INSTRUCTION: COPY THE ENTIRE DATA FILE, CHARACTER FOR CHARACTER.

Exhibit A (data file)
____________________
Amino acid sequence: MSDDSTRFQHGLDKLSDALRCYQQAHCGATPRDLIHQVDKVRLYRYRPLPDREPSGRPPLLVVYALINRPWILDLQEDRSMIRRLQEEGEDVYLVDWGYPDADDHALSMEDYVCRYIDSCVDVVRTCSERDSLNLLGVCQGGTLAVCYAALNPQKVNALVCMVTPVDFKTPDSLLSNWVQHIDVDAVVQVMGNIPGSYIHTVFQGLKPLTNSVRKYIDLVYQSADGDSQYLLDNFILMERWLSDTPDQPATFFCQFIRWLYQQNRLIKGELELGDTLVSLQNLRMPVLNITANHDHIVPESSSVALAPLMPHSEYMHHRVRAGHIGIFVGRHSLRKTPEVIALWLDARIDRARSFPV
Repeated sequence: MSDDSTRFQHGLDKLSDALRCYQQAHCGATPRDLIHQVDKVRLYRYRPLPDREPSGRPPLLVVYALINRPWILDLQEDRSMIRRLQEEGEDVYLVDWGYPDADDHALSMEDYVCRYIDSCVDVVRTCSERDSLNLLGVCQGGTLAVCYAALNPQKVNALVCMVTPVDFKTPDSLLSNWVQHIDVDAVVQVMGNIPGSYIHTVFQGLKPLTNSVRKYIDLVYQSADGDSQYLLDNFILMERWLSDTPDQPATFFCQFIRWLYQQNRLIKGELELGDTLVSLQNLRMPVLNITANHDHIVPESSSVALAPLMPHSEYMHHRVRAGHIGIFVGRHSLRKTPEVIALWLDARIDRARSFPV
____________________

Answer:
Amino acid sequence: MSDDSTRFQHGLDKLSDALRCYQQAHCGATPRDLIHQVDKVRLYRYRPLPDREPSGRPPLLVVYALINRPWILDLQEDRSMIRRLQEEGEDVYLVDWGYPDADDHALSMEDYVCRYIDSCVDVVRTCSERDSLNLLGVCQGGTLAVCYAALNPQKVNALVCMVTPVDFKTPDSLLSNWVQHIDVDAVVQVMGNIPGSYIHTVFQGLKPLTNSVRKYIDLVYQSADGDSQYLLDNFILMERWLSDTPDQPATFFCQFIRWLYQQNRLIKGELELGDTLVSLQNLRMPVLNITANHDHIVPESSSVALAPLMPHSEYMHHRVRAGHIGIFVGRHSLRKTPEVIALWLDARIDRARSFPV
Repeated sequence: MSDDSTRFQHGLDKLSDALRCYQQAHCGATPRDLIHQVDKVRLYRYRPLPDREPSGRPPLLVVYALINRPWILDLQEDRSMIRRLQEEGEDVYLVDWGYPDADDHALSMEDYVCRYIDSCVDVVRTCSERDSLNLLGVCQGGTLAVCYAALNPQKVNALVCMVTPVDFKTPDSLLSNWVQHIDVDAVVQVMGNIPGSYIHTVFQGLKPLTNSVRKYIDLVYQSADGDSQYLLDNFILMERWLSDTPDQPATFFCQFIRWLYQQNRLIKGELELGDTLVSLQNLRMPVLNITANHDHIVPESSSVALAPLMPHSEYMHHRVRAGHIGIFVGRHSLRKTPEVIALWLDARIDRARSFPV